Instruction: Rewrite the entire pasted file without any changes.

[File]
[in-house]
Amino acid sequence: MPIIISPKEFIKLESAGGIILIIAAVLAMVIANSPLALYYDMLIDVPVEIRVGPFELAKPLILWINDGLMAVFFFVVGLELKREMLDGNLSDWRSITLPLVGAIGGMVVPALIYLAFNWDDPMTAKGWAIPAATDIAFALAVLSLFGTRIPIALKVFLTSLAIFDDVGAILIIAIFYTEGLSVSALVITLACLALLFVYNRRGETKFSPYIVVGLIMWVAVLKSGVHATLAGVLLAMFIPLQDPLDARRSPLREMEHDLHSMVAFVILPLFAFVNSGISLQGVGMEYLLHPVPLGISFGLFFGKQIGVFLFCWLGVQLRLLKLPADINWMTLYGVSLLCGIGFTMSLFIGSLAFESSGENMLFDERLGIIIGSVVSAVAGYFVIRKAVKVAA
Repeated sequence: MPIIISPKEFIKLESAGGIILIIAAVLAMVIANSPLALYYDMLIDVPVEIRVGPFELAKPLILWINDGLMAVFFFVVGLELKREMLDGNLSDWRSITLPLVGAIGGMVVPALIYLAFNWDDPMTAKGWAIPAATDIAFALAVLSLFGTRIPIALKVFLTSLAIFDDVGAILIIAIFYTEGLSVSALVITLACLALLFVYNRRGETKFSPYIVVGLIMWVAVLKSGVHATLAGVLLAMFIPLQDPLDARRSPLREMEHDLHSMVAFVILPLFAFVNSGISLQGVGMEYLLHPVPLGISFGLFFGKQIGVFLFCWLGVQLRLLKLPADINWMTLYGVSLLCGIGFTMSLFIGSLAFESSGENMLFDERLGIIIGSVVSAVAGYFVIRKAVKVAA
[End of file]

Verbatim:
[in-house]
Amino acid sequence: MPIIISPKEFIKLESAGGIILIIAAVLAMVIANSPLALYYDMLIDVPVEIRVGPFELAKPLILWINDGLMAVFFFVVGLELKREMLDGNLSDWRSITLPLVGAIGGMVVPALIYLAFNWDDPMTAKGWAIPAATDIAFALAVLSLFGTRIPIALKVFLTSLAIFDDVGAILIIAIFYTEGLSVSALVITLACLALLFVYNRRGETKFSPYIVVGLIMWVAVLKSGVHATLAGVLLAMFIPLQDPLDARRSPLREMEHDLHSMVAFVILPLFAFVNSGISLQGVGMEYLLHPVPLGISFGLFFGKQIGVFLFCWLGVQLRLLKLPADINWMTLYGVSLLCGIGFTMSLFIGSLAFESSGENMLFDERLGIIIGSVVSAVAGYFVIRKAVKVAA
Repeated sequence: MPIIISPKEFIKLESAGGIILIIAAVLAMVIANSPLALYYDMLIDVPVEIRVGPFELAKPLILWINDGLMAVFFFVVGLELKREMLDGNLSDWRSITLPLVGAIGGMVVPALIYLAFNWDDPMTAKGWAIPAATDIAFALAVLSLFGTRIPIALKVFLTSLAIFDDVGAILIIAIFYTEGLSVSALVITLACLALLFVYNRRGETKFSPYIVVGLIMWVAVLKSGVHATLAGVLLAMFIPLQDPLDARRSPLREMEHDLHSMVAFVILPLFAFVNSGISLQGVGMEYLLHPVPLGISFGLFFGKQIGVFLFCWLGVQLRLLKLPADINWMTLYGVSLLCGIGFTMSLFIGSLAFESSGENMLFDERLGIIIGSVVSAVAGYFVIRKAVKVAA